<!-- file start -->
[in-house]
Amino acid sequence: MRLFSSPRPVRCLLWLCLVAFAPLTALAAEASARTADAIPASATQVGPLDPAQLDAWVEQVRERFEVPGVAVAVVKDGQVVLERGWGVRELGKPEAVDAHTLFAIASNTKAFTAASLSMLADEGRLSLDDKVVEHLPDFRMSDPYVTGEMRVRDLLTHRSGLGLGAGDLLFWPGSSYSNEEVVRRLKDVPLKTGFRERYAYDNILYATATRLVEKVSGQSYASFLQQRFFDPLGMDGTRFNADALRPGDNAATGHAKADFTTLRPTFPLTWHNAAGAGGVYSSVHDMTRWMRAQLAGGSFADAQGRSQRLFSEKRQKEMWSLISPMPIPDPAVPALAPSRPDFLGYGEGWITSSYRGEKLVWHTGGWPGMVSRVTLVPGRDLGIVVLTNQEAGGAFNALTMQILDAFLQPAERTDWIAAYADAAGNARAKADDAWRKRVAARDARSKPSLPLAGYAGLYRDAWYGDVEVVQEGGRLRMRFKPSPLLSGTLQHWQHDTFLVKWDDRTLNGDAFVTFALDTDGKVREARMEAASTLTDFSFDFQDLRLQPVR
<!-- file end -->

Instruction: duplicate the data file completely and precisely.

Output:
[in-house]
Amino acid sequence: MRLFSSPRPVRCLLWLCLVAFAPLTALAAEASARTADAIPASATQVGPLDPAQLDAWVEQVRERFEVPGVAVAVVKDGQVVLERGWGVRELGKPEAVDAHTLFAIASNTKAFTAASLSMLADEGRLSLDDKVVEHLPDFRMSDPYVTGEMRVRDLLTHRSGLGLGAGDLLFWPGSSYSNEEVVRRLKDVPLKTGFRERYAYDNILYATATRLVEKVSGQSYASFLQQRFFDPLGMDGTRFNADALRPGDNAATGHAKADFTTLRPTFPLTWHNAAGAGGVYSSVHDMTRWMRAQLAGGSFADAQGRSQRLFSEKRQKEMWSLISPMPIPDPAVPALAPSRPDFLGYGEGWITSSYRGEKLVWHTGGWPGMVSRVTLVPGRDLGIVVLTNQEAGGAFNALTMQILDAFLQPAERTDWIAAYADAAGNARAKADDAWRKRVAARDARSKPSLPLAGYAGLYRDAWYGDVEVVQEGGRLRMRFKPSPLLSGTLQHWQHDTFLVKWDDRTLNGDAFVTFALDTDGKVREARMEAASTLTDFSFDFQDLRLQPVR